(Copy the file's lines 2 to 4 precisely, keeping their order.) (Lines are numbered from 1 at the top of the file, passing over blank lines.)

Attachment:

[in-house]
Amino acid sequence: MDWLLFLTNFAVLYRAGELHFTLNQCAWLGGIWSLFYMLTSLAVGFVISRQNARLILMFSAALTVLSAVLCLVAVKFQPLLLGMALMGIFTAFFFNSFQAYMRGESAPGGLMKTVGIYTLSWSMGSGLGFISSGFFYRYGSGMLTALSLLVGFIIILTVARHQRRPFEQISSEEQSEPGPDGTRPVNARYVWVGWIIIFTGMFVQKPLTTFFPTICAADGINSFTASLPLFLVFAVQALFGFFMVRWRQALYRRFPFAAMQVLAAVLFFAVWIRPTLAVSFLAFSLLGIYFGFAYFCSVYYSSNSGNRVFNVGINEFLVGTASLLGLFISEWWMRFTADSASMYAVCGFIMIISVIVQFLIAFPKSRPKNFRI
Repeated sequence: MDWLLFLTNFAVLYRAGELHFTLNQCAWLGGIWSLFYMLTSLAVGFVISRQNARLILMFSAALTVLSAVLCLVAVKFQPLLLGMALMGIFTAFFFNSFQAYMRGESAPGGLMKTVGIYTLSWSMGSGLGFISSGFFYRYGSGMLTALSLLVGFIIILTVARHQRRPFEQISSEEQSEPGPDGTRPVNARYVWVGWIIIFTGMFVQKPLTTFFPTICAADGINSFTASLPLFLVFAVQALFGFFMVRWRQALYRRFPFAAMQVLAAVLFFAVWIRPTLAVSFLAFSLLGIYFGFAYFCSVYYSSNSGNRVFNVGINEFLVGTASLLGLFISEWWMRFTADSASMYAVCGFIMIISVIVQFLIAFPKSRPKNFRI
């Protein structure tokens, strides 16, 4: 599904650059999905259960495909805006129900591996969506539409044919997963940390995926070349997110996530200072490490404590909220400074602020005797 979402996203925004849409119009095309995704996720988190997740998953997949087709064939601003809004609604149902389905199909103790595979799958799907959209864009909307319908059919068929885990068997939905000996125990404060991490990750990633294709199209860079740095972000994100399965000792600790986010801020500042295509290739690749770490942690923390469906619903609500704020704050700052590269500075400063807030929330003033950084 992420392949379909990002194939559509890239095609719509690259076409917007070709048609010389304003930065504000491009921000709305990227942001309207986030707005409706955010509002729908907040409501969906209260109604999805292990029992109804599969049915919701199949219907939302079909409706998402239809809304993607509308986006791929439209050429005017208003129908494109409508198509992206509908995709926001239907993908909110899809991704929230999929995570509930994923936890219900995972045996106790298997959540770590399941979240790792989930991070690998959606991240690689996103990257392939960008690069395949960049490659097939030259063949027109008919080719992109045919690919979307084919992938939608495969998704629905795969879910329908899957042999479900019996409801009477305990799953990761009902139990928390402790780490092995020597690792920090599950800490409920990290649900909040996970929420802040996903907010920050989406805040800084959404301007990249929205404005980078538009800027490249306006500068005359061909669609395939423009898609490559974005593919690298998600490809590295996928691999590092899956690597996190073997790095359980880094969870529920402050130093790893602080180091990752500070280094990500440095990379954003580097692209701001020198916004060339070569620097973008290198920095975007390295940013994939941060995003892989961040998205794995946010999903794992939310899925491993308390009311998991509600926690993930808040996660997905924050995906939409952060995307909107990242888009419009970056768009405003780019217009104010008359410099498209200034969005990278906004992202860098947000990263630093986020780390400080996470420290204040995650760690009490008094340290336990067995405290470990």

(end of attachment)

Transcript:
Amino acid sequence: MDWLLFLTNFAVLYRAGELHFTLNQCAWLGGIWSLFYMLTSLAVGFVISRQNARLILMFSAALTVLSAVLCLVAVKFQPLLLGMALMGIFTAFFFNSFQAYMRGESAPGGLMKTVGIYTLSWSMGSGLGFISSGFFYRYGSGMLTALSLLVGFIIILTVARHQRRPFEQISSEEQSEPGPDGTRPVNARYVWVGWIIIFTGMFVQKPLTTFFPTICAADGINSFTASLPLFLVFAVQALFGFFMVRWRQALYRRFPFAAMQVLAAVLFFAVWIRPTLAVSFLAFSLLGIYFGFAYFCSVYYSSNSGNRVFNVGINEFLVGTASLLGLFISEWWMRFTADSASMYAVCGFIMIISVIVQFLIAFPKSRPKNFRI
Repeated sequence: MDWLLFLTNFAVLYRAGELHFTLNQCAWLGGIWSLFYMLTSLAVGFVISRQNARLILMFSAALTVLSAVLCLVAVKFQPLLLGMALMGIFTAFFFNSFQAYMRGESAPGGLMKTVGIYTLSWSMGSGLGFISSGFFYRYGSGMLTALSLLVGFIIILTVARHQRRPFEQISSEEQSEPGPDGTRPVNARYVWVGWIIIFTGMFVQKPLTTFFPTICAADGINSFTASLPLFLVFAVQALFGFFMVRWRQALYRRFPFAAMQVLAAVLFFAVWIRPTLAVSFLAFSLLGIYFGFAYFCSVYYSSNSGNRVFNVGINEFLVGTASLLGLFISEWWMRFTADSASMYAVCGFIMIISVIVQFLIAFPKSRPKNFRI
């Protein structure tokens, strides 16, 4: 599904650059999905259960495909805006129900591996969506539409044919997963940390995926070349997110996530200072490490404590909220400074602020005797 979402996203925004849409119009095309995704996720988190997740998953997949087709064939601003809004609604149902389905199909103790595979799958799907959209864009909307319908059919068929885990068997939905000996125990404060991490990750990633294709199209860079740095972000994100399965000792600790986010801020500042295509290739690749770490942690923390469906619903609500704020704050700052590269500075400063807030929330003033950084 992420392949379909990002194939559509890239095609719509690259076409917007070709048609010389304003930065504000491009921000709305990227942001309207986030707005409706955010509002729908907040409501969906209260109604999805292990029992109804599969049915919701199949219907939302079909409706998402239809809304993607509308986006791929439209050429005017208003129908494109409508198509992206509908995709926001239907993908909110899809991704929230999929995570509930994923936890219900995972045996106790298997959540770590399941979240790792989930991070690998959606991240690689996103990257392939960008690069395949960049490659097939030259063949027109008919080719992109045919690919979307084919992938939608495969998704629905795969879910329908899957042999479900019996409801009477305990799953990761009902139990928390402790780490092995020597690792920090599950800490409920990290649900909040996970929420802040996903907010920050989406805040800084959404301007990249929205404005980078538009800027490249306006500068005359061909669609395939423009898609490559974005593919690298998600490809590295996928691999590092899956690597996190073997790095359980880094969870529920402050130093790893602080180091990752500070280094990500440095990379954003580097692209701001020198916004060339070569620097973008290198920095975007390295940013994939941060995003892989961040998205794995946010999903794992939310899925491993308390009311998991509600926690993930808040996660997905924050995906939409952060995307909107990242888009419009970056768009405003780019217009104010008359410099498209200034969005990278906004992202860098947000990263630093986020780390400080996470420290204040995650760690009490008094340290336990067995405290470990």